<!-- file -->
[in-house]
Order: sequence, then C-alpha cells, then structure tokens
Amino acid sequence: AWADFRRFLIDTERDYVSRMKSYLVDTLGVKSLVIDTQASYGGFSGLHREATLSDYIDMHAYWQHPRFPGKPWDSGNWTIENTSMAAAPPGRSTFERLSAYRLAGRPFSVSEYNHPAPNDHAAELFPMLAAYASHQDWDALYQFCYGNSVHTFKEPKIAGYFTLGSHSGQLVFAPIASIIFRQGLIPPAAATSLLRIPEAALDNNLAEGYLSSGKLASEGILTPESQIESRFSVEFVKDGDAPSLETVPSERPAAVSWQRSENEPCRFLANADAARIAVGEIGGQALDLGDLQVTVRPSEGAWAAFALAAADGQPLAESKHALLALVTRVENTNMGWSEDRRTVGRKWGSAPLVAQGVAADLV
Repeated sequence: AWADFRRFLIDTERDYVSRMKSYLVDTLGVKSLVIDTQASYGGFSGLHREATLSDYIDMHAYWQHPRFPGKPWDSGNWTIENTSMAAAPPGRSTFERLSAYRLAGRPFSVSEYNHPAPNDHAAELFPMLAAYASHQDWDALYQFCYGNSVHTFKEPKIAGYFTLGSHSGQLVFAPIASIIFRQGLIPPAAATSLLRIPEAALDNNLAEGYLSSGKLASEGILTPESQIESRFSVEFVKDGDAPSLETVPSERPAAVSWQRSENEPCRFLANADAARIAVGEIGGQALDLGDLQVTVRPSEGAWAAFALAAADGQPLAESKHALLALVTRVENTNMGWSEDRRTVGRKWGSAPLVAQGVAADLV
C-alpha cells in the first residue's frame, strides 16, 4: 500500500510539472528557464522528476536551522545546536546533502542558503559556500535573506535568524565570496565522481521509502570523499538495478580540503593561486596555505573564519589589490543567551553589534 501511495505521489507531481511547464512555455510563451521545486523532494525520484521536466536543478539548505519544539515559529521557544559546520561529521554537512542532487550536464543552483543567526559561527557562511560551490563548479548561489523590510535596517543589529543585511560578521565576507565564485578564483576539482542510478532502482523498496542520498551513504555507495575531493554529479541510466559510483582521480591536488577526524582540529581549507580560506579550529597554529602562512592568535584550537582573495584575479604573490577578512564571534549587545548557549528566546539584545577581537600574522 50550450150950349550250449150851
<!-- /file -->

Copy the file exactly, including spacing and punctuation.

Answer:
[in-house]
Order: sequence, then C-alpha cells, then structure tokens
Amino acid sequence: AWADFRRFLIDTERDYVSRMKSYLVDTLGVKSLVIDTQASYGGFSGLHREATLSDYIDMHAYWQHPRFPGKPWDSGNWTIENTSMAAAPPGRSTFERLSAYRLAGRPFSVSEYNHPAPNDHAAELFPMLAAYASHQDWDALYQFCYGNSVHTFKEPKIAGYFTLGSHSGQLVFAPIASIIFRQGLIPPAAATSLLRIPEAALDNNLAEGYLSSGKLASEGILTPESQIESRFSVEFVKDGDAPSLETVPSERPAAVSWQRSENEPCRFLANADAARIAVGEIGGQALDLGDLQVTVRPSEGAWAAFALAAADGQPLAESKHALLALVTRVENTNMGWSEDRRTVGRKWGSAPLVAQGVAADLV
Repeated sequence: AWADFRRFLIDTERDYVSRMKSYLVDTLGVKSLVIDTQASYGGFSGLHREATLSDYIDMHAYWQHPRFPGKPWDSGNWTIENTSMAAAPPGRSTFERLSAYRLAGRPFSVSEYNHPAPNDHAAELFPMLAAYASHQDWDALYQFCYGNSVHTFKEPKIAGYFTLGSHSGQLVFAPIASIIFRQGLIPPAAATSLLRIPEAALDNNLAEGYLSSGKLASEGILTPESQIESRFSVEFVKDGDAPSLETVPSERPAAVSWQRSENEPCRFLANADAARIAVGEIGGQALDLGDLQVTVRPSEGAWAAFALAAADGQPLAESKHALLALVTRVENTNMGWSEDRRTVGRKWGSAPLVAQGVAADLV
C-alpha cells in the first residue's frame, strides 16, 4: 500500500510539472528557464522528476536551522545546536546533502542558503559556500535573506535568524565570496565522481521509502570523499538495478580540503593561486596555505573564519589589490543567551553589534 501511495505521489507531481511547464512555455510563451521545486523532494525520484521536466536543478539548505519544539515559529521557544559546520561529521554537512542532487550536464543552483543567526559561527557562511560551490563548479548561489523590510535596517543589529543585511560578521565576507565564485578564483576539482542510478532502482523498496542520498551513504555507495575531493554529479541510466559510483582521480591536488577526524582540529581549507580560506579550529597554529602562512592568535584550537582573495584575479604573490577578512564571534549587545548557549528566546539584545577581537600574522 50550450150950349550250449150851